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Fails to please either crowd.
In dealing with all book-to-cinema translations, one ends up with two distinct audience groups: those that read the book, and those that didn't. The book-readers will need less explained to them, while the other group will have less high or detailed expectations. Particularly with Stephen King book-movies, directors have the hardest time in making a smooth translation. Time and time again, they fail to make the right choices in picking out what must be told and shown and what can be left out.
Dreamcatcher, unfortunately, is no exception. The book-reader sees too little of the all-important relationship between the four friends and their "Duddits" visualized; their problems, piece-by-piece, are told at a dizzying pace; Colonel Kurtz's (oh right, that's "Curtis": I guess "Kurtz" was too complicated a name *groan*) brooding madness is laid bare in two seconds; Lieutenant Owen's character development is swept under the carpet, turning one of the novel's heroes in a pointless strawman; etcetera, etcetera. Meanwhile, the general opinion of the audience that didn't read the book seems to simultaneously be that the story receives far too little explanation, while the movie is overly long-winded. A sure sign that the screenplay was not written well enough.
Dreamcatcher's point is to show a more realistic version of, and human reaction to alien invasion, and simultaneously show the power of childhood friendship enduring into adulthood. The latter is killed by speed; the former falls short as the director seems more interested in showing flashy action and creepy monsters. Which is exactly the kind of cliche King tried to avoid.
Speaking of cliches, the movie starts off good and fizzes out halfway through. The famed "bathroom scene" is indeed fantastic (and highly suspenseful I imagine, if you didn't read the book). Like many other aspects of the story, the aliens' attempt at looking harmless is not exploited enough. Good moments, like Jonesy's cracking a sudden smile as "Mr. Gray" surfaces, are followed by bad ones, like the usage of the cheap "swoosh" sound effect whenever Mr. Gray is close to revealing his true form (which is a horrible director's mistake, every single time). Much like the choice to change the book's name "Kurtz" to the movie's "Curtis", the poor British accent including cockney slang that Jonesy puts up whenever Mr. Gray surfaces is a scandalous insult to the audience's intelligence; clearly the director feels that this was a clever way of cueing the rabble on when the alien's talking. Take a note from Gollum, please. The ending witnesses an absurd revelation about Duddits and then comes to a crashing, abrupt halt, though in the movie's defense, there were some serious flaws in the book's ending too (namely that King employed the unforgiveable "closing dialogue epilogue" between the surviving characters, which explains everything the story so far didn't... think characters sitting around the fireplace when one suddenly bursts out and says "One thing I still don't understand...").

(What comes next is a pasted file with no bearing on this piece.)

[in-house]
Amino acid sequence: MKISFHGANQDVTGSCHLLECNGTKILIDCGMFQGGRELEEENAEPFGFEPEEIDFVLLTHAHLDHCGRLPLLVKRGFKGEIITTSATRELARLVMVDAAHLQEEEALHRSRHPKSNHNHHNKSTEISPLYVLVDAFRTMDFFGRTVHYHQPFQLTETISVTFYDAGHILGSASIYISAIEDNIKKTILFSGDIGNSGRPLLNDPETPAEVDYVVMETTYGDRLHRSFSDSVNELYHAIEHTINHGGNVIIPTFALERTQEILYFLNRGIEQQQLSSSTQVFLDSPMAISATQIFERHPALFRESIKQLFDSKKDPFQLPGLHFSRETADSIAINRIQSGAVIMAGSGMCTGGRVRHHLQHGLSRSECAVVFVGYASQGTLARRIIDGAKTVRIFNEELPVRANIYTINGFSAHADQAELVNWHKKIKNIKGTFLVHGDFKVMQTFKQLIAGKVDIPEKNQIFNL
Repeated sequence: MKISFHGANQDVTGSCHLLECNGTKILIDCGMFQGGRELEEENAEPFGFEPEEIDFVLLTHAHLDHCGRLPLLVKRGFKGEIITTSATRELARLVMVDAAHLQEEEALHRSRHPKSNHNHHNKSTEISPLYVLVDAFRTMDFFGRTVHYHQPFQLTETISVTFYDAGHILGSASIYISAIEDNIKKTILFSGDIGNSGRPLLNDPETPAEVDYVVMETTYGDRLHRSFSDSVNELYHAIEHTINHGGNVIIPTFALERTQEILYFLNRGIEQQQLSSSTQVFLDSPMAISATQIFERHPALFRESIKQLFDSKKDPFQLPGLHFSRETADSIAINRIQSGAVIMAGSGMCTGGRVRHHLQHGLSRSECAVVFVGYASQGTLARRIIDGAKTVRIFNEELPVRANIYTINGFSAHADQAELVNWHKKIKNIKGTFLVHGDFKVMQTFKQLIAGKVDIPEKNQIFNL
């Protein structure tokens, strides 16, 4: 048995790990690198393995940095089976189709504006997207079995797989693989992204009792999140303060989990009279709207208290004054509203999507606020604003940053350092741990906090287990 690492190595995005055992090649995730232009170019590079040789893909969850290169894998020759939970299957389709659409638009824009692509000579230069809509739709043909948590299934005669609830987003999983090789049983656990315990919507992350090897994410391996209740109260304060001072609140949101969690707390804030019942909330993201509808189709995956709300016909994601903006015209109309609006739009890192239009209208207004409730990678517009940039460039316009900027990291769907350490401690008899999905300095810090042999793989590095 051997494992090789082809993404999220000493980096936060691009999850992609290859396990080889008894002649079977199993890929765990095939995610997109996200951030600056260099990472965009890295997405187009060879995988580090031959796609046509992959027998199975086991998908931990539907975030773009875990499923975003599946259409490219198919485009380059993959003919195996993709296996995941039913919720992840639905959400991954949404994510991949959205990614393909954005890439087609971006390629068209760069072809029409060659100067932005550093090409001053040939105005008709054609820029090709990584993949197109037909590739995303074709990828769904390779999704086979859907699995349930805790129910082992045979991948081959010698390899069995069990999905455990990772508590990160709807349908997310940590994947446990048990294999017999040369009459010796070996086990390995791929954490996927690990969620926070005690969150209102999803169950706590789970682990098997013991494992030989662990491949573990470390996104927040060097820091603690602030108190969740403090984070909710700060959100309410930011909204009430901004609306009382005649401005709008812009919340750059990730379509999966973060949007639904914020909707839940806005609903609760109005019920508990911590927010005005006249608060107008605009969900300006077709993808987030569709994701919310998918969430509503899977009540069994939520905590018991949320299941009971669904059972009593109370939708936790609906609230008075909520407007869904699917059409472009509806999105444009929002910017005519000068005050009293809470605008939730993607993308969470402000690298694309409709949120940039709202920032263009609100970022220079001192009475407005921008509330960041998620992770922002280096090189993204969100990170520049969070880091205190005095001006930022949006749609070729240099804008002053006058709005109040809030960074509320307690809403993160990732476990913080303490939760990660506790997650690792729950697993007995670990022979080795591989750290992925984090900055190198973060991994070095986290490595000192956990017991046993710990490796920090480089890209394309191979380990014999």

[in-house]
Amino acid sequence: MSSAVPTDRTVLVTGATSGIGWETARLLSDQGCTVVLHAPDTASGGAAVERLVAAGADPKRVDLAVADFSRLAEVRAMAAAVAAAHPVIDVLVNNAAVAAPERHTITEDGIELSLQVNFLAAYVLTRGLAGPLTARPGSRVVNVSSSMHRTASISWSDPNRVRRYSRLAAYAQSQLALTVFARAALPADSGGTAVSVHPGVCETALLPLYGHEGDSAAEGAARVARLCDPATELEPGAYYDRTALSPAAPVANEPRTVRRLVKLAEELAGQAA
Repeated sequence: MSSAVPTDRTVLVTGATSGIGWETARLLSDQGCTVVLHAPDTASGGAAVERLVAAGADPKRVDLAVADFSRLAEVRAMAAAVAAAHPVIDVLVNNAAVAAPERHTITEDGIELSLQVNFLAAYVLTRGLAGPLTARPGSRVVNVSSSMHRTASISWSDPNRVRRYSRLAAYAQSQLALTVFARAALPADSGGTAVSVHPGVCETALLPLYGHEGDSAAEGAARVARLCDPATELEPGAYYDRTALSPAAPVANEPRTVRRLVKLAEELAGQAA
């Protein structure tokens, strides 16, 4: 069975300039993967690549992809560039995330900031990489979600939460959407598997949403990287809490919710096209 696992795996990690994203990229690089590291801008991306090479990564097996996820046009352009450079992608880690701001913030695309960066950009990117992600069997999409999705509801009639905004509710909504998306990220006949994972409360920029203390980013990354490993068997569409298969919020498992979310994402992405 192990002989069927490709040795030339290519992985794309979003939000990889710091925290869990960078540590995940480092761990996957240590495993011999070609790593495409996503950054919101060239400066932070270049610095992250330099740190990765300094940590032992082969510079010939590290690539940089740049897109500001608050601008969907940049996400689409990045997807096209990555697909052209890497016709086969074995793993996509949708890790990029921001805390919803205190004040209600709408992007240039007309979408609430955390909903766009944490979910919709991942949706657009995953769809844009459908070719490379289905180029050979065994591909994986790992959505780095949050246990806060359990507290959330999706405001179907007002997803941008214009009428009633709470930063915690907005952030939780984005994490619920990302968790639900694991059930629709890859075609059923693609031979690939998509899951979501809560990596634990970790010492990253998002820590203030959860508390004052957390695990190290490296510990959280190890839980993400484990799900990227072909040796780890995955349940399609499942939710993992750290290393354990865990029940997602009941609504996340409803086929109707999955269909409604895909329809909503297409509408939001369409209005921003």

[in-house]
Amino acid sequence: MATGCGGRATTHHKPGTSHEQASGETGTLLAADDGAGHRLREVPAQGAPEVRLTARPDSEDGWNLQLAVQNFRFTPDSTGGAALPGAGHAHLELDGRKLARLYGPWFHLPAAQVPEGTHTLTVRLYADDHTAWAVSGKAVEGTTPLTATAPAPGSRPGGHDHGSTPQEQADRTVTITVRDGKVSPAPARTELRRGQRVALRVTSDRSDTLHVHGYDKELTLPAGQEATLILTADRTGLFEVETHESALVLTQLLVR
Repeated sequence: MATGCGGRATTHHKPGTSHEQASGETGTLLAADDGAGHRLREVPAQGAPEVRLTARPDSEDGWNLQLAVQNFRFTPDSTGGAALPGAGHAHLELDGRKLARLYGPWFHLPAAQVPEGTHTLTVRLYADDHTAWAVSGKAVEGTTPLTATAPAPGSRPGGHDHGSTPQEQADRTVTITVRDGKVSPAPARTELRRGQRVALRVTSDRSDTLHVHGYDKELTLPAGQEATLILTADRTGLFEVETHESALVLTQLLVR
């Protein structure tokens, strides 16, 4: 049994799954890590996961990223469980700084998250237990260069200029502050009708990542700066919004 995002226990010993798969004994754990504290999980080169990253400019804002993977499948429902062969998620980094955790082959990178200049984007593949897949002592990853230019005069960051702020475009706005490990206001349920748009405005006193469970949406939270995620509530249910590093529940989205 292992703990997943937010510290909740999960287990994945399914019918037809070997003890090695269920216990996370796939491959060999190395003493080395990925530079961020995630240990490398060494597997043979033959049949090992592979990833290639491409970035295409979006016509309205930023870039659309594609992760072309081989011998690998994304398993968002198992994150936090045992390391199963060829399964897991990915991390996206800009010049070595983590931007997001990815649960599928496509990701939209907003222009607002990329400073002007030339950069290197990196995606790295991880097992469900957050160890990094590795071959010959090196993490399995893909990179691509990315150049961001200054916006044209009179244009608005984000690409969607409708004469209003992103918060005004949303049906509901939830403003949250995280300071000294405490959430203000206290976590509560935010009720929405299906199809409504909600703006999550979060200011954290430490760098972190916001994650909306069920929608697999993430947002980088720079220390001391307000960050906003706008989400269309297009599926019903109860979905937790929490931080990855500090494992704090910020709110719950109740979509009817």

Still, the curse of King movies endures. Perhaps as a miniseries this movie would've done better, though time was certainly not its only weakness. I shudder to think what's been/being done to Desperation and Bag of Bones as I write this.